The Resort Review 2022 Tv Show Series Season Cast Crew
Take the location of last summer’s hit “The White Lotus,” the let’s-solve-a-mystery comedy structure of “Only Murders in the Building,” some of the underlying foundation of “Search Party,” and toss in a dose of “The Twilight Zone,” and you have the TV recipe for Peacock’s ambitious new comedy “The Resort.” It’s a quirky show that falls a little bit into the shadow of its inspirations and the brisk nature of its season, but its ace ensemble manages to keep it consistently entertaining. It may not be the escape that Peacock subscribers expect, but that’s not necessarily a bad thing. What starts as a straightforward thriller with relationship issues shifts into something that should remind viewers that this is from the writer of “Palm Springs” and the creator of “Mr. Robot.” In other words, it goes places. But “The Resort” holds itself together through its more ridiculous flights of narrative fancy because of the commitment of its cast. It’s clear that every single one of them knew what they signed up for when they agreed to take this vacation.
Noah (William Jackson Harper) and Emma (Cristin Milioti) have just arrived for a vacation in Riviera Maya at one of those lavish, all-inclusive resorts that are designed to take all of your worries away. They clearly have brought more than physical baggage to Mexico, and a lazy river isn’t going to make it all go away. It’s not completely clear what’s pushing Noah and Emma apart, but she seems distant and withdrawn in a way that hints at dark days in the past and potentially darker ones in the future. It might be a stretch to say they’ve taken the vacation to save their marriage, but it’s close to the truth. It feels like they’re starting to question if they want to keep going or not when life tosses them into an incredible adventure, the kind that both rejuvenates and challenges their partnership.
It starts when the pair are on an ATV excursion, and Emma takes a turn way too fast, rolling down a hill. She spots a broken cell phone a few feet from where she stops and decides to investigate. She puts the SIM card in a new phone and begins snooping, finding text messages and photos from 15 years ago. It doesn’t take her long to realize that the phone is connected to the disappearance of two people from the Oceana Vista Resort around that time, and then “The Resort” jumps back to a parallel track and introduces Sam (Skyler Gisondo) and Violet (Nina Bloomgarden), another couple thrust into something unexpected in Mexico.
Unlike Noah & Emma, Sam & Violet weren’t a couple when they got to the Oceana Vista. Sam went there with his parents, Carl (Dylan Baker) and Jan (Becky Ann Baker), and his girlfriend Hanna (Debby Ryan), who Sam discovers is cheating on him on the plane on the way there when he sees a dick pic from her professor boyfriend on her phone. Skateboarding through the resort to release tension, he collides with Violet, who is there with her father Murray (Nick Offerman), and Sam & Violet have instant chemistry. As the show reveals their doomed partnership, Noah & Emma continue to investigate what happened to them, leading the pair to the eccentric head of security at the resort Baltasar Frias (the great Luis Gerardo Méndez) and the story of the vacation destination’s truly crazy owner Alex (Ben Sinclair of “High Maintenance,” who also directs). And then it all gets weird.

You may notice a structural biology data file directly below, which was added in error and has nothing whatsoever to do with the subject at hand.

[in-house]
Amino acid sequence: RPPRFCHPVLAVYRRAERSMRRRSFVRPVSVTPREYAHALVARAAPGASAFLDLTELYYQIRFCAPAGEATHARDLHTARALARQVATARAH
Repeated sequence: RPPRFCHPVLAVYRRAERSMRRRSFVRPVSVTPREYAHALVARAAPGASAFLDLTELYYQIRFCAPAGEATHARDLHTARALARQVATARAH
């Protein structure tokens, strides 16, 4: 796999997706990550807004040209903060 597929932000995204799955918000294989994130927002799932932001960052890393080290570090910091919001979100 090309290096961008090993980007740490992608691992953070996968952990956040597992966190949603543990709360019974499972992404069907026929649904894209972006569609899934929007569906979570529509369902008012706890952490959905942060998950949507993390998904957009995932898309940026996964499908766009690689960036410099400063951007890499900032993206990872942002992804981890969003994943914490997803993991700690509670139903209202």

Modern television has a condition lately wherein 100 minutes of plot are stretched way past their breaking point to form an episodic season, which makes it almost a compliment to say that “The Resort” has the opposite problem. With eight episodes that run around 35 minutes a piece, it is filled with characters and ideas to such a degree that it really could have supported longer chapters or even more episodes to let its hazy, out-there atmosphere linger. And yet, with pacing being such a modern problem, it’s refreshing to see something that moves with this kind of urgency and yet doesn’t leave character development by the side of the road to do so.
Of course, it helps to have performers who know how to develop character alongside impossible concepts. Harper did so brilliantly with Chidi on “The Good Place,” and he again finds a way to anchor a character in an impossible situation that feels real. We need to believe that Noah and Emma would go to some dangerous places to solve this mystery, and a lot of that veracity falls on a few small beats by Harper and Milioti. The star of “Palm Springs” also knows how to intertwine out-there concepts with genuine emotions, and she tamps down a lot of her natural charisma to carry the kind of depression that Emma needs in order to make it believable that she would jump at the mystery in the center of this show just to break out of her emotional rut. Everyone here is good, especially Offerman in the final episodes and the truly charming Mendez throughout. If the season was longer, more time could have been spent with Gisondo and Bloomgarden, who are interesting performers that kind of get lost as the season goes along.
“The Resort” feels like it rushes its end game—the final two episodes could have easily been twice as long, and the actual final scenes almost feel like they’re setting up another season as much as ending this one—in a way that could leave some viewers scratching their heads. In the end, kind of like “Search Party,” “The Resort” is as much about the people doing the searching as it is what they uncover. And Sinclair, Siara, and Esmail are happy to lean into the themes of the show over its plotting, willing to tell a story of redemption in a way that defies logic but embraces emotion. Who needs logic on vacation anyway?